Sustainability spotlight

How does Coca-Cola’s 100% recycling commitment stack up?

By Rachel Arthur contact

- Last updated on GMT

Coca-Cola wants to see the equivalent of all its packaging - whether plastic, glass or cans - collected and recycled. Pic: Coca-Cola.
Coca-Cola wants to see the equivalent of all its packaging - whether plastic, glass or cans - collected and recycled. Pic: Coca-Cola.

Related tags: Coca-cola, Recycling, Recyclable materials

Coca-Cola says it is ‘fundamentally reshaping its approach to packaging’ by pledging to collect and recycle the equivalent of 100% of its packaging globally by 2030. But what does environmental campaigner Greenpeace make of the commitments?

Coca-Cola’s commitments in its ‘World Without Waste’ initiative (launched on Friday) also include making all of its packaging 100% recyclable, using 50% recycled content in its packaging, and continuing to reduce the amount of plastic used.

Greenpeace – which has been putting pressure on Coca-Cola over plastic pollution - gives the global giant credit for admitting its role in plastic pollution and increasing recycled content. But it says that – at a time when momentum to ditch single use plastics is growing - Coca-Cola has not included any targets for reduction in its announcements.

Here are the highlights from Coca-Cola's global commitments - along with Greenpeace's reaction. 

Collecting all packaging

Coca-Cola:“By 2030, for every bottle or can the Coca-Cola system sells globally, we aim to help take one back so it has more than one life.”​ Coca-Cola says it will do this by investing marketing dollars in explaining how to recycle, and support collection of packaging from other companies. It will also work with local communities, industry partners, customers and consumers to address litter.

coca-cola recycling inset

Greenpeace:Coca-Cola’s pledge to work with local and national partners to collect the equivalent of 100% of their packaging and to inspire their consumers to recycle sounds good – but what it actually means isn’t clear. Is it investment in publicity campaigns? Investment in deposit schemes? How much money is actually being committed? We will be urging Coke to be more transparent about the detail behind this soundbite.”

There’s more on how these commitments will work in Europe here.

Making packaging 100% recyclable

Coca-Cola:“To achieve its collection goal, The Coca-Cola Company is continuing to work toward making all of its packaging 100% recyclable globally.”

Greenpeace:​ Greenpeace criticizes the lack of deadline for this target, and points out that plastic bottles are recyclable already. It points to Coca-Cola European Partners as an example of a more convincing commitment: Coke Europe has gone a bit further and pledged to make their packaging recyclable or reusable by 2025​ – which ​could be significant and help reduce the number of bottles that choke our oceans.”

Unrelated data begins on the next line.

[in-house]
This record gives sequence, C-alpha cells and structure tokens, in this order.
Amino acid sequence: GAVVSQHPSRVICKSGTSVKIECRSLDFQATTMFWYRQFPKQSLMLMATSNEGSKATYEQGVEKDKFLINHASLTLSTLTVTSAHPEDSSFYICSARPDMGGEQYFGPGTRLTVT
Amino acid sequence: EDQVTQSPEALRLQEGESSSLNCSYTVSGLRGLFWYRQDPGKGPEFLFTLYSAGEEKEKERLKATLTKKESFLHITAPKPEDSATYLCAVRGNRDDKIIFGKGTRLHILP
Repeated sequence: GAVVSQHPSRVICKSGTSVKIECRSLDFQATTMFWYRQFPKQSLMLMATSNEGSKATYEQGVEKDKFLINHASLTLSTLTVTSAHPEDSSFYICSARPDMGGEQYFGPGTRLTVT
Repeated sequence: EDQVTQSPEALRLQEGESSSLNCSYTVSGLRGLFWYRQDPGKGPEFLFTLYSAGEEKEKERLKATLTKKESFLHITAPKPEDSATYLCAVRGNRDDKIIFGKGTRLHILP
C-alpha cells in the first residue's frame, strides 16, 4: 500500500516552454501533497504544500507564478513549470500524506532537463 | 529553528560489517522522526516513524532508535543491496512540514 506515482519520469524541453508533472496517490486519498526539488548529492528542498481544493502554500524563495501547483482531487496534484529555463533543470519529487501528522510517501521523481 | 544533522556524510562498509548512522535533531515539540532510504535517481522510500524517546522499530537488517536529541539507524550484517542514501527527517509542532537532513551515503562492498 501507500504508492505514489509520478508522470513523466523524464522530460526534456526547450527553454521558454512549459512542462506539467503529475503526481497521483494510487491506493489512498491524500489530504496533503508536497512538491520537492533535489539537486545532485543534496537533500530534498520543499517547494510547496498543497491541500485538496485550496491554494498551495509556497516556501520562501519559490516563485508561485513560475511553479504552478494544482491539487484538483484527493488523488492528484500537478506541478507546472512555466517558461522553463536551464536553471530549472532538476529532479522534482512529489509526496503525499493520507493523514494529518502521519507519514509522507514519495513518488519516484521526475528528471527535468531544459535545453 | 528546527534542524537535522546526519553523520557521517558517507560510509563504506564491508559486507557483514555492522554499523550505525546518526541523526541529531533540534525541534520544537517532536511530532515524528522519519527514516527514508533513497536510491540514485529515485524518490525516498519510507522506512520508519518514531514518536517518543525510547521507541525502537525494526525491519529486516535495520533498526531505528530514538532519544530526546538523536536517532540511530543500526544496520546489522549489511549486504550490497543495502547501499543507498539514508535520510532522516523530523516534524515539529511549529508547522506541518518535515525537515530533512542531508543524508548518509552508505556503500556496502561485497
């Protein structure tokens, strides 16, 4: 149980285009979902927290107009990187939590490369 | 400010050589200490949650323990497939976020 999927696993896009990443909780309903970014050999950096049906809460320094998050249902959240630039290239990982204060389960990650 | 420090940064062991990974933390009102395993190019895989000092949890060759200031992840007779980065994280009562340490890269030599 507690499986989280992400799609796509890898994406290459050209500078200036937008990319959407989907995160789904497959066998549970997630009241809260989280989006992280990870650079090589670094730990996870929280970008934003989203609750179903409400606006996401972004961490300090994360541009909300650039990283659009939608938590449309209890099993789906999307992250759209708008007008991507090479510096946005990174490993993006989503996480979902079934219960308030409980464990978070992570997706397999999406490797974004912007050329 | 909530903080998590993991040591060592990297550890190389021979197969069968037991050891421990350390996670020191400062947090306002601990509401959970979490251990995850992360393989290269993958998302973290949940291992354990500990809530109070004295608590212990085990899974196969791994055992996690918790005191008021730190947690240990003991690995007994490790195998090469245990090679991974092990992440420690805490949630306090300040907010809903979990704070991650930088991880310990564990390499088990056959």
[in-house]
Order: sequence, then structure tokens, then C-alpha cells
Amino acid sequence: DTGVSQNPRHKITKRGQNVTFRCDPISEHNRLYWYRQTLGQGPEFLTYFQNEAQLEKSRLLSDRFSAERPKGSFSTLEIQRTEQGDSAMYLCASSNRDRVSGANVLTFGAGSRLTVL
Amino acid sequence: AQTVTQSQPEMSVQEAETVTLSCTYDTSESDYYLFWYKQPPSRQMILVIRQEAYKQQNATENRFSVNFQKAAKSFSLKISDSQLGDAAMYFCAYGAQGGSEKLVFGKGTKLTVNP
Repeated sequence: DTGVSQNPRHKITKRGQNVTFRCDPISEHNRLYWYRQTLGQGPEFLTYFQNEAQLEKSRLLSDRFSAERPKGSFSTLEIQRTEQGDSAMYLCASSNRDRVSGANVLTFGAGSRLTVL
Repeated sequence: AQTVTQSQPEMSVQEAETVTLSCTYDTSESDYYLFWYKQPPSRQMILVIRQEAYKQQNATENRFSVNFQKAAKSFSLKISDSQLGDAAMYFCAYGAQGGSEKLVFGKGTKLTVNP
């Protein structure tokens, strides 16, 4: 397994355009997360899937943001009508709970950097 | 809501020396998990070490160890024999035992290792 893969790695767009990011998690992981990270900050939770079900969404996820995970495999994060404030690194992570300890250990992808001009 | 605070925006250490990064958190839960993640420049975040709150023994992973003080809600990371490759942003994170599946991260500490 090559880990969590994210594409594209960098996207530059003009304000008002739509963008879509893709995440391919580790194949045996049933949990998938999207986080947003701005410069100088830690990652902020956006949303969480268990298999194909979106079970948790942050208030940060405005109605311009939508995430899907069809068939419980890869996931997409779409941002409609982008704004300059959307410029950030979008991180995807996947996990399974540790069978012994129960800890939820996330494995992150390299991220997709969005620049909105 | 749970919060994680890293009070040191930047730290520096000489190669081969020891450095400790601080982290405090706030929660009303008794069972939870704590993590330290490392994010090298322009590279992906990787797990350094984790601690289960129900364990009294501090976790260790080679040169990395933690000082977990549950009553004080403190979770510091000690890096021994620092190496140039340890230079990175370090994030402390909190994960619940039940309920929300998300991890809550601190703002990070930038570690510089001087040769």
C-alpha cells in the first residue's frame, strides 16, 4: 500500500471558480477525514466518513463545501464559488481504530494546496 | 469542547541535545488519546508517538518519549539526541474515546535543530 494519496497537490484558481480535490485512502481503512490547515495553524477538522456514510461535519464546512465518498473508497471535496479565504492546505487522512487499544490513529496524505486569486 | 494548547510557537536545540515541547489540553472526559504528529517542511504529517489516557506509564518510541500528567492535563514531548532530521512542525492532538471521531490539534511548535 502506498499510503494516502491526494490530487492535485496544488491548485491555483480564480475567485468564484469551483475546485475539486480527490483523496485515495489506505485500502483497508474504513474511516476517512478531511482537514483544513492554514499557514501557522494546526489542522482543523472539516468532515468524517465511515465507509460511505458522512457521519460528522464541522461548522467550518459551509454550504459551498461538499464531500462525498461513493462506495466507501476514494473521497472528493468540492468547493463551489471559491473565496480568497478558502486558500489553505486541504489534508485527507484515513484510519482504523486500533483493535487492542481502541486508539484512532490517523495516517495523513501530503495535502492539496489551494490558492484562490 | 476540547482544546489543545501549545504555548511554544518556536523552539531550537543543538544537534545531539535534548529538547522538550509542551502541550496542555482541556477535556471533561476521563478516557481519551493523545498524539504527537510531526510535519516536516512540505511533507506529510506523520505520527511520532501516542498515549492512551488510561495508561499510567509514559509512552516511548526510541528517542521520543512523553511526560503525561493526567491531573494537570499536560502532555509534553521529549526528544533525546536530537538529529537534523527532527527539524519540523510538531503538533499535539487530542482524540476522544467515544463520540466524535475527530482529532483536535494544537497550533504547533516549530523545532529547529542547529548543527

Using 50% recycled content

Coca-Cola:​ The company aims for its bottles to be made from 50% recycled content on average by 2030 globally. “The goal is to set a new global standard for beverage packaging,” ​it says.

Greenpeace:​ Greenpeace notes this is a ‘big improvement’ (it quotes the current global average as 7%) but questions why Coca-Cola hasn’t targeted 100% recycled content. On the same day that Coca-Cola made this pledge, evian has announced that it plans to create plastic bottles using 100% recycled content​ by 2025. It remains unclear why Coca-Cola cannot match evian.”

Plant-based materials

Coca-Cola-produces-first-PET-bottle-made-entirely-from-plants_wrbm_large
PlantBottle

Coca-Cola:​ In 2009 Coca-Cola introduced its PlantBottle packaging which is made up from 30% plant-based materials. In 2015 it showcased a bottle made completely from plant materials,​ but there is no word on when this might be used on a commercial scale. Coca-Cola hasn’t set any specific plant-based plastic targets, but says the development of plant-based resins is an area it will be working on.

Greenpeace:“Bottles made from plants (or bio-plastics as they are known) aren’t as green as they sound. The problem is that bioplastic acts just like plastic in a marine environment. They become choking and entanglement hazards for wildlife and break down into microplastics causing the same environmental harm. Also scaling-up the production of single-use bioplastics raises serious concerns about the diversion of land that could otherwise be used to grow food crops. Plant bottles are not the answer.”

The last word…

Coca-Cola:This is the next step in the Company’s ongoing sustainability efforts, building off success in replenishing an estimated 100% of the water it uses in its final beverages. These efforts are part of the Company’s larger strategy to grow with conscience, by becoming a total beverage company that grows the right way.  

“Bottles and cans shouldn’t harm our planet, and a litter-free world is possible. Companies like ours must be leaders. Consumers around the world care about our planet, and they want and expect companies to take action. That’s exactly what we’re going to do, and we invite others to join us on this critical journey.” 

Greenpeace:“The bigger point is it’s not enough for Coca Cola to try and offset its huge plastic footprint by investing in a bit more recycling at the same time as it sells billions more bottles each year. China’s refusal to accept more plastic waste, and the resulting backlog in plastic exporting nations, shows that we can’t recycle our way out of this mess while we continue to make the mess bigger – which we why need the drinks giant to make moves on reduction.”

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